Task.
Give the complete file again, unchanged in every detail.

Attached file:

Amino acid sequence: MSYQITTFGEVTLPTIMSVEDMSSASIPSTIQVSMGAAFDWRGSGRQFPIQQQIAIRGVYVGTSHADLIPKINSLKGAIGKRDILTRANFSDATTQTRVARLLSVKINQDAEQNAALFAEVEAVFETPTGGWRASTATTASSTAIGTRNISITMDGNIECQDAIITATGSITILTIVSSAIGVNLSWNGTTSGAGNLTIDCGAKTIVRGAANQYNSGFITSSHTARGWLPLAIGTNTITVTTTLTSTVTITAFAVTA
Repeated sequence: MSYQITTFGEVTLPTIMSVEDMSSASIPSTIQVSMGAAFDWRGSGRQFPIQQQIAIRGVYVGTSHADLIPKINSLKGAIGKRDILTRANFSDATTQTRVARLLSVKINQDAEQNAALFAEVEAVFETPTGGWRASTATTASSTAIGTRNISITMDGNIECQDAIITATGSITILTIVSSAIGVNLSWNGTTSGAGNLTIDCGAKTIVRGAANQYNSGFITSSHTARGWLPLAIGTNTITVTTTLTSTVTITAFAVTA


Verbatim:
Amino acid sequence: MSYQITTFGEVTLPTIMSVEDMSSASIPSTIQVSMGAAFDWRGSGRQFPIQQQIAIRGVYVGTSHADLIPKINSLKGAIGKRDILTRANFSDATTQTRVARLLSVKINQDAEQNAALFAEVEAVFETPTGGWRASTATTASSTAIGTRNISITMDGNIECQDAIITATGSITILTIVSSAIGVNLSWNGTTSGAGNLTIDCGAKTIVRGAANQYNSGFITSSHTARGWLPLAIGTNTITVTTTLTSTVTITAFAVTA
Repeated sequence: MSYQITTFGEVTLPTIMSVEDMSSASIPSTIQVSMGAAFDWRGSGRQFPIQQQIAIRGVYVGTSHADLIPKINSLKGAIGKRDILTRANFSDATTQTRVARLLSVKINQDAEQNAALFAEVEAVFETPTGGWRASTATTASSTAIGTRNISITMDGNIECQDAIITATGSITILTIVSSAIGVNLSWNGTTSGAGNLTIDCGAKTIVRGAANQYNSGFITSSHTARGWLPLAIGTNTITVTTTLTSTVTITAFAVTA